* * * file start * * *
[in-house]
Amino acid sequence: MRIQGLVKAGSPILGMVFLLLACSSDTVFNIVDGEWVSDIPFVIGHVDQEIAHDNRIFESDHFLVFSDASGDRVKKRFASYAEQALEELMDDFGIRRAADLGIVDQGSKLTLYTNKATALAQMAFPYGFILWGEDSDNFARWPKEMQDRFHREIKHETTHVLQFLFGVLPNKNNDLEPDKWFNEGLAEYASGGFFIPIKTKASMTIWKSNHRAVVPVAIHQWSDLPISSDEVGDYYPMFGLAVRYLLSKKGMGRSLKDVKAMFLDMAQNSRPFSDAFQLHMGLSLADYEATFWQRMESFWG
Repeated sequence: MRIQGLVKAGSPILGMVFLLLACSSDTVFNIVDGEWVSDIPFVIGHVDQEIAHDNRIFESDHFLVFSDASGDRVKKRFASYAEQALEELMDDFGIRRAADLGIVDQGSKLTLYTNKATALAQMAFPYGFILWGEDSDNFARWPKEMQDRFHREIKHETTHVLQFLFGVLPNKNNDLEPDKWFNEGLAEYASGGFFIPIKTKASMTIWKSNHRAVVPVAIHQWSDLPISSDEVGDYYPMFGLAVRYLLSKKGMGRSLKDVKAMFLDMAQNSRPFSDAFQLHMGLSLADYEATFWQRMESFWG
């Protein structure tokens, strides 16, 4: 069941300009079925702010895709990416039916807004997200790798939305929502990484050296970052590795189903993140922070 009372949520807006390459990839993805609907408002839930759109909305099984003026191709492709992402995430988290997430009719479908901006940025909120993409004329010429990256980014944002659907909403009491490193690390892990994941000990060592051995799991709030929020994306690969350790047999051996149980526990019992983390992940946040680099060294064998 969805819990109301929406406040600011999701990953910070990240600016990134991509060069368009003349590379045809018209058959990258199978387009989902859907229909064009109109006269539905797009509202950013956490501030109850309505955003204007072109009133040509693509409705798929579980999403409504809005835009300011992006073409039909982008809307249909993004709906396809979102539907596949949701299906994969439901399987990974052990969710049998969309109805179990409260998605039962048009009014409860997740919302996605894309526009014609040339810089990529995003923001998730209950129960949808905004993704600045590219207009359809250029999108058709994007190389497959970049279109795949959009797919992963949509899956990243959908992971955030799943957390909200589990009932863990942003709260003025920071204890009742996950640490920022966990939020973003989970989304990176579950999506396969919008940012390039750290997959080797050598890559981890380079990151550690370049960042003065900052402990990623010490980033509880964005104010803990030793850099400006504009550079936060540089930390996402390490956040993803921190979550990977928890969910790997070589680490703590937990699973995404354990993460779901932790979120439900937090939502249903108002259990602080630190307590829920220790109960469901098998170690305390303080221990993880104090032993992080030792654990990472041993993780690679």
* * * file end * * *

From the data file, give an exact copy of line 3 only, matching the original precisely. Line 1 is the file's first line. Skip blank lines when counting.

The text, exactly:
Repeated sequence: MRIQGLVKAGSPILGMVFLLLACSSDTVFNIVDGEWVSDIPFVIGHVDQEIAHDNRIFESDHFLVFSDASGDRVKKRFASYAEQALEELMDDFGIRRAADLGIVDQGSKLTLYTNKATALAQMAFPYGFILWGEDSDNFARWPKEMQDRFHREIKHETTHVLQFLFGVLPNKNNDLEPDKWFNEGLAEYASGGFFIPIKTKASMTIWKSNHRAVVPVAIHQWSDLPISSDEVGDYYPMFGLAVRYLLSKKGMGRSLKDVKAMFLDMAQNSRPFSDAFQLHMGLSLADYEATFWQRMESFWG